16. Drew Says:

    Battery standardization. Great idea on the surface, but other products that have been using Lithium batteries for about a decade haven’t standardized across manufacturers (e.g., power hand tools, vacuums). As already noted, each manufacturer has their own systems approach to optimizing different attributes, creating a significant challenge to standardization… until the technology stabilizes.

  17. Larry D. Says:

    3 “I guess someone’s fake speculative bashing of the old big three was a bit premature.”

    Why don’t you tell us, oh worthless one, who that person is It is none other than Legendary C & D editor zCZABA CZERE, the best they ever had, and I will take his WISDOM and KNOWLEDGE over your vile and worthless false charges ANY TIME OF THE DAY.

    PS I still encourage you to get a LIFE. And By the way, you are so confused, you forgot the 160 IQ engineers Czaba actually mentioned were the ones in the GERMAN Automakers, NOT TEsla, which barely existed when he made the remarks, AND VWs DISMAL reliability is proven 1,000 times more than any fairy tales YOU spout.

    And don’t pretend surprise when a PATHBREAKING, INNOVATIVE Company who dares what dumb cowards do NOT dare, and make EVs on the backs of the billions they steal from SUV buyers, has some growing pains and utterly insignificant (Did you even understand what the problems were? UTTERLY tiny compared to the usual reliability issues of your junk ICE cars.

    Will you get a life now, waste of my time?

  18. Kit Gerhart Says:

    16 …and back when cell phones had easily replacable batteries, they were all different. Standardization of batteries for EVs? I won’t live nearly long enough to see that.

  19. Larry D. Says:

    12 how much trade in will you get for that fake Lambo of yours with the Chevy engine? From what you say, probably peanuts. Damn you shoulda gone to dental school. And there is no need even for a 3 digit IQ there!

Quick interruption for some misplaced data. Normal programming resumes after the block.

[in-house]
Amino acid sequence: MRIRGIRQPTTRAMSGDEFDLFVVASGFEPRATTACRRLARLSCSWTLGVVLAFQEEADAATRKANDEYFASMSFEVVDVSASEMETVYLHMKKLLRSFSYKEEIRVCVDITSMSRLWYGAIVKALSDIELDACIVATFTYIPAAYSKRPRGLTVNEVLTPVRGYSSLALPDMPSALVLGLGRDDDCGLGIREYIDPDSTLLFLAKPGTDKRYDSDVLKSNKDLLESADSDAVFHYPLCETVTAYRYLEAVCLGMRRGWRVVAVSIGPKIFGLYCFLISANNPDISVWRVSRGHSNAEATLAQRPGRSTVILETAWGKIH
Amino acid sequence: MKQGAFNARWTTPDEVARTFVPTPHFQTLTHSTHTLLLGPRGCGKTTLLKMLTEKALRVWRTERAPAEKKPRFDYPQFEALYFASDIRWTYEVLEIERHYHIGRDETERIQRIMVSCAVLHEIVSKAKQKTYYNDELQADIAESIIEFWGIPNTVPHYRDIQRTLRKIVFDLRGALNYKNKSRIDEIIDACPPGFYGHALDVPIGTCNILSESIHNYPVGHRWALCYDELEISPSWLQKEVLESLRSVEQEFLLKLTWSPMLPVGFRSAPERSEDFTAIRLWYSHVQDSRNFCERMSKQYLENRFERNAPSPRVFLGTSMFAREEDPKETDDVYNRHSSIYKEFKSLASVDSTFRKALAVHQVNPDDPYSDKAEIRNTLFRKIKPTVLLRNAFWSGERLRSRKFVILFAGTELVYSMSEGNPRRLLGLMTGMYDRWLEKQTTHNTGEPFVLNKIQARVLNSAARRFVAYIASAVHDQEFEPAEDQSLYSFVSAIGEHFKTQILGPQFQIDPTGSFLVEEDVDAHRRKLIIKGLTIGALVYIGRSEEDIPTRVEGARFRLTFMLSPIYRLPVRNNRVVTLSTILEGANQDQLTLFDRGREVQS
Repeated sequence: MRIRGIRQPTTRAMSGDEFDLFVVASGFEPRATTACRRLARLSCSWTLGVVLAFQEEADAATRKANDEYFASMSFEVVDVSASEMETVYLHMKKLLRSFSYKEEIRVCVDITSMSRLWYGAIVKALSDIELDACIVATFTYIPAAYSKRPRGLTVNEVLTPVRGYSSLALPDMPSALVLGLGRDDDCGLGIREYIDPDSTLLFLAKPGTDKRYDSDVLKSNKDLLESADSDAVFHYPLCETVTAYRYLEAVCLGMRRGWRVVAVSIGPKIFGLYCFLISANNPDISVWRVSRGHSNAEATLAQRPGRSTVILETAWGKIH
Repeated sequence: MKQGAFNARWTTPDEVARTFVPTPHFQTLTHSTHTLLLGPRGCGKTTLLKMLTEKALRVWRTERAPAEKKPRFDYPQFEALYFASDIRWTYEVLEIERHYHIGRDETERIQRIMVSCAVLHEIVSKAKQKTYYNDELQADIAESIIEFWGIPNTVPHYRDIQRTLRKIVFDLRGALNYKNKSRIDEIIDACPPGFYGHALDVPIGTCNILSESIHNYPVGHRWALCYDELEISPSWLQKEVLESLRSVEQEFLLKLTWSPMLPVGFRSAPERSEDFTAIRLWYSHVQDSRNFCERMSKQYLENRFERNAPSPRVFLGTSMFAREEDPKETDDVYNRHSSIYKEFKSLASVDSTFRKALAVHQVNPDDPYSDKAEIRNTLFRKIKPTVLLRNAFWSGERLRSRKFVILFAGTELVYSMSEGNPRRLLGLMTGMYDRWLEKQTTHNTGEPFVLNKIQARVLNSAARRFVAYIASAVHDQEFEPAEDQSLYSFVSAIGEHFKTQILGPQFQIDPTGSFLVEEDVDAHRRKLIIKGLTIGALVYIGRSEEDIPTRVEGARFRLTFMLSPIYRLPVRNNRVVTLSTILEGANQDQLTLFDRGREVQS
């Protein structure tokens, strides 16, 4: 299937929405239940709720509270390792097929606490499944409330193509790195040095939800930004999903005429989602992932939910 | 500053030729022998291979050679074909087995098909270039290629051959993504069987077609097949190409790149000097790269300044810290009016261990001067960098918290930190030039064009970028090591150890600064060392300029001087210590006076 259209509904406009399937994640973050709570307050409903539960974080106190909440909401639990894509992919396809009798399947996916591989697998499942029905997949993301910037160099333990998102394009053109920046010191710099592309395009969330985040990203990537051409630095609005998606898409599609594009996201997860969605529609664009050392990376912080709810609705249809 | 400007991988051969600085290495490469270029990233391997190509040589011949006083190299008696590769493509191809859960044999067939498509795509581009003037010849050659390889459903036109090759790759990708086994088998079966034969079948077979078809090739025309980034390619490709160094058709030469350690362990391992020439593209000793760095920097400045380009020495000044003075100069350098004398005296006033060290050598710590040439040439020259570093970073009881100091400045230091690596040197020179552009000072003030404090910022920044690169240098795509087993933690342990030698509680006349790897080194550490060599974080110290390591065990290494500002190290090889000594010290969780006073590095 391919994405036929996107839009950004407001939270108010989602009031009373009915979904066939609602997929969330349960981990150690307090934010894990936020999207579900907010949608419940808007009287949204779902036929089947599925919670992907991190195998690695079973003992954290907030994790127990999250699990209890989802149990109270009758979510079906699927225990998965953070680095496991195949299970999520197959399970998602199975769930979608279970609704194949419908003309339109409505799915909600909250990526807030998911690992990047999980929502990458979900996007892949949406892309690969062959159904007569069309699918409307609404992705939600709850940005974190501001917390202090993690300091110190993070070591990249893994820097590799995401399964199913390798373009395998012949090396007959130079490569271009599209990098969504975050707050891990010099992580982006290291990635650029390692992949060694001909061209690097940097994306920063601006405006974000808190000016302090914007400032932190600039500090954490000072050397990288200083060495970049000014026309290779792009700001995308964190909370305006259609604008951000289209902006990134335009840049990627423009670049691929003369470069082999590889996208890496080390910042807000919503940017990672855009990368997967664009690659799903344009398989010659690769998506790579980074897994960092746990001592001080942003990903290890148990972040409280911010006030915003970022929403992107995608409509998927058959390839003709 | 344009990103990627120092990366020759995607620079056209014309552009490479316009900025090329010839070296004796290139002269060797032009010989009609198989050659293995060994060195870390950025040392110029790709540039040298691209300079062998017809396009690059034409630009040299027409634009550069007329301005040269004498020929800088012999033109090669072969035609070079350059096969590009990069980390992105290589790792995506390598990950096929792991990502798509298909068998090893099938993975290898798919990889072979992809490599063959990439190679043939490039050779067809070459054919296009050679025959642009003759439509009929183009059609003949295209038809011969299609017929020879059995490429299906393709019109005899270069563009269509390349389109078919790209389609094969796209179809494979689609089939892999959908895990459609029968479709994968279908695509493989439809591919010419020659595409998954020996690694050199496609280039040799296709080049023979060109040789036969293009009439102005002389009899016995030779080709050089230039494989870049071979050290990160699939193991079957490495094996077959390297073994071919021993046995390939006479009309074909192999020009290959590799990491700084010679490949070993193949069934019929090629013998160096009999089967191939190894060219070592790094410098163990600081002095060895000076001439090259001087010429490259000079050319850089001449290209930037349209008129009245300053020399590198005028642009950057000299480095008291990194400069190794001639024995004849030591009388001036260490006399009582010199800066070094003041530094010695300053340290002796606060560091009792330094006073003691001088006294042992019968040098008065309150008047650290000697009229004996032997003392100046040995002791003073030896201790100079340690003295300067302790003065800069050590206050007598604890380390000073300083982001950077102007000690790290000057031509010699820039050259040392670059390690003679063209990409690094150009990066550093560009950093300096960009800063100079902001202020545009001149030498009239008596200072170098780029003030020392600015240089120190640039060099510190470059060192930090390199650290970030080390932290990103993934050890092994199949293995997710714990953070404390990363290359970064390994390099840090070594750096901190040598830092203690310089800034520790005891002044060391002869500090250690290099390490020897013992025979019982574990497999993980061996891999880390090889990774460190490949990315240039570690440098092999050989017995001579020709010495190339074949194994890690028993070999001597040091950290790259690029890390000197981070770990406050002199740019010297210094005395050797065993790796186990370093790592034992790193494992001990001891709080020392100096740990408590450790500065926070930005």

20. Larry D. Says:

    13 The Elise was a joke, a very uncomfortable joke in daily driving, with a tiny 1.8 Toyota, and they sold it for the same price as a 6.2 lt Mid-engine Corvette? What a bargain. Only in the UK!

  21. Larry D. Says:

    15 where did you read that? I’ll be surprised if it’s true, there are not many EVs in the UK to justify that many chargers.

    I know that CHINA has as many chargers as gas stations, though.

  22. Kit Gerhart Says:

    20 The Elise was a fun track toy, but not much beyond that. With the Toyota engine,it is reliable enough to be a daily driver, but not very comfortable.

  23. Larry D. Says:

    I’ve never actually driven a mid-engine car and I am looking forward to test drive the C8, and even better drive a C7 too and compare the two.

  24. Kit Gerhart Says:

    19 People don’t build kit cars to trade them in. They do them for the fun of building them, and driving them after they are done. A former co-worker friend did a Cobra kit car, which looks great, drives about like a real cobra, and goes over well at shows. That’s why people build replica kit cars.